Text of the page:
My name is Dr. Richard Kraig. I'm the William D. Mabie Professor in the Neurosciences at the University of Chicago. I entered medicine years ago to try to improve and understand treating brain disorders. This has led to more than 39 years of clinical practice and 46 years of basic research designed to understand and treat migraine headache.
My philosophy for migraine care always begins with the lifestyle of the patient-- what their sleep, diet, caffeine, exercise, how much time they spend at the computer, how much time they spend in the office. And whether they take breaks from the computer and take breaks and actually walk outside for some mindfulness activity.
After that we begin to consider medications. When headaches are frequent enough, we use a daily medicine. When they are not, we can use an abortive. But in each instance, these are done with patient input so that we can maximize compliance.
Brain is the one organ that creates new thought. And I was always fascinated by its ability to sense its environment, ponder its experiences, and create new knowledge. It turns out that new knowledge creation, along with mild exercise, are the key tenets to improved health in neurologic disease.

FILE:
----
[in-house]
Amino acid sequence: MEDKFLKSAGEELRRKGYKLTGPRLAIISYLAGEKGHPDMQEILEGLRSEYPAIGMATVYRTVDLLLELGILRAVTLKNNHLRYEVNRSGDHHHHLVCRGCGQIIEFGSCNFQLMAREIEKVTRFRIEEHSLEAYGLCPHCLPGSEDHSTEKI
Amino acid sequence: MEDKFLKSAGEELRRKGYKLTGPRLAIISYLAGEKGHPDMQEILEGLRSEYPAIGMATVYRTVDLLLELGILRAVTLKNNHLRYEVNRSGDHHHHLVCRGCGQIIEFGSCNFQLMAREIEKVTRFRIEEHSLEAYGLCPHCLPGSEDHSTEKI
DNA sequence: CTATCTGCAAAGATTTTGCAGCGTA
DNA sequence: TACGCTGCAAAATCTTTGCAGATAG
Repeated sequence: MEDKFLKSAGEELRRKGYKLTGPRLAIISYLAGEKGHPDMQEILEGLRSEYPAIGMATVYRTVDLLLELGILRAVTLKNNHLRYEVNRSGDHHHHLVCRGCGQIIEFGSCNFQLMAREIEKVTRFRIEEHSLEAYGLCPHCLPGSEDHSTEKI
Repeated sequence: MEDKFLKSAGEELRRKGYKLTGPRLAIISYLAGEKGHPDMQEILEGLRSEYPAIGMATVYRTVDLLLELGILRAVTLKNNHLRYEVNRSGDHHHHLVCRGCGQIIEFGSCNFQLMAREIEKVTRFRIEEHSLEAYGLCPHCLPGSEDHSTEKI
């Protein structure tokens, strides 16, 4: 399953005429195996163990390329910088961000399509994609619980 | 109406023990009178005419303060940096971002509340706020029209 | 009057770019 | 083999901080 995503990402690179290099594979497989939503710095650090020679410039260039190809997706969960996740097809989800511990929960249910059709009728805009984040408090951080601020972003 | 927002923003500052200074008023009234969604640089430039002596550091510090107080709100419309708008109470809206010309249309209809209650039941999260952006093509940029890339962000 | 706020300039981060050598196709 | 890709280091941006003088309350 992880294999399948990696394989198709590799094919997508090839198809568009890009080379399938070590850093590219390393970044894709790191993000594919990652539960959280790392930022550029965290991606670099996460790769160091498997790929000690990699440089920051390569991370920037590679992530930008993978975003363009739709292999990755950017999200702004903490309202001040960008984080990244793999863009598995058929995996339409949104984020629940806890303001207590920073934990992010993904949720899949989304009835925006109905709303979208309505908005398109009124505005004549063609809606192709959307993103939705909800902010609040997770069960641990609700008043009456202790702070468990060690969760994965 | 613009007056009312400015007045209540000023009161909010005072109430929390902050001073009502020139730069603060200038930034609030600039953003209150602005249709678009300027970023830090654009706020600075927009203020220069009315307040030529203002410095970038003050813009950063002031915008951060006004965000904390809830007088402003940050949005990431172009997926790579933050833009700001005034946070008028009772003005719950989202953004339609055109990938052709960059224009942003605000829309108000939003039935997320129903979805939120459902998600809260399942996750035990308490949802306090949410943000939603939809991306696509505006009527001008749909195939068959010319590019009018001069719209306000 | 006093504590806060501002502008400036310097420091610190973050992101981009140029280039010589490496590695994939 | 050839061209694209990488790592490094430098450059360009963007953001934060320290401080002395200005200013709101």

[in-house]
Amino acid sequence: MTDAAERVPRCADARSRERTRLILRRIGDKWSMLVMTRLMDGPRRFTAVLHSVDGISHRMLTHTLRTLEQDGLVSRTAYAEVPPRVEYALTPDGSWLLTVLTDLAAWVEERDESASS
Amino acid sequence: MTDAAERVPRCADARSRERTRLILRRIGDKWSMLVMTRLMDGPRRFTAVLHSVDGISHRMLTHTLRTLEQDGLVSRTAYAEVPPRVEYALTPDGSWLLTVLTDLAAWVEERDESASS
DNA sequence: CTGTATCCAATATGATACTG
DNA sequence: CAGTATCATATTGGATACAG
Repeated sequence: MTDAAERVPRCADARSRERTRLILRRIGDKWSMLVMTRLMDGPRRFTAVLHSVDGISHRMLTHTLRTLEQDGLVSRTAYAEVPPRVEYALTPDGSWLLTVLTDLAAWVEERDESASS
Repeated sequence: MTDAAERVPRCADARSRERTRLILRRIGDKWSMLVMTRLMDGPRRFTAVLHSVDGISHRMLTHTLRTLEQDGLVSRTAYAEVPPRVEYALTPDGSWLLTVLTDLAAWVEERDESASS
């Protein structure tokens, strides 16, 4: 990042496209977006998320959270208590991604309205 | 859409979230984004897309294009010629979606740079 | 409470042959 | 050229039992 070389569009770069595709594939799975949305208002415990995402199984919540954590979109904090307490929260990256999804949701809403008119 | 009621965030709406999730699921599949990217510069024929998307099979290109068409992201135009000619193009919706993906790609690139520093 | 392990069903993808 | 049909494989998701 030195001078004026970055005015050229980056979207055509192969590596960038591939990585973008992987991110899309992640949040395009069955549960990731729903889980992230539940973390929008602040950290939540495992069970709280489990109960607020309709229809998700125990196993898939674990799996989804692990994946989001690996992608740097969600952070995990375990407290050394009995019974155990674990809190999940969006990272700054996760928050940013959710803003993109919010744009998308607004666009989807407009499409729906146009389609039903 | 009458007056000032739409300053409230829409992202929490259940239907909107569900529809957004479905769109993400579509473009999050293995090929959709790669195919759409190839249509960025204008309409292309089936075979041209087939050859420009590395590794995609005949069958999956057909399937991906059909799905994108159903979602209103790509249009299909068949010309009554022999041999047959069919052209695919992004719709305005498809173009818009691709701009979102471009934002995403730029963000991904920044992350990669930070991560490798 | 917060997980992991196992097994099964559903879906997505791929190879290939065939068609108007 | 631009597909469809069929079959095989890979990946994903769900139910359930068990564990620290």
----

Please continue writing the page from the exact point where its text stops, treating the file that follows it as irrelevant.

Success in medicine is to never give up. It's a series of approximations, listening, reacting to the patient, looking at the literature, looking at your science, and progressively adapting to what can best help the patient. That's a path of never quitting, which not only instills resilience in you, but instills resilience in the patient.
An active researcher, Dr. Kraig leads investigations to determine how physical, mental and social activities can lessen the impact of neurological disease. Examination of such mechanisms by which the brain naturally protects itself may lead to more selective cellular and molecular targets, as well as new therapeutic strategies against brain disease. Dr. Kraig's research helps him to develop individualized treatment plans for patients in the Migraine Headache Clinic. He is also involved in teaching medical students, graduate students and residents.
Memberships & Medical Societies
- American Academy of Neurology
- American Headache Society
- American Neurological Association
- International Dose-Response Society
- National Institutes of Health
- Society for Neuroscience
- New York University School of Medicine
- University of Chicago Medicine
- New York-Presbyterian Hospital
News & ResearchView Published Papers
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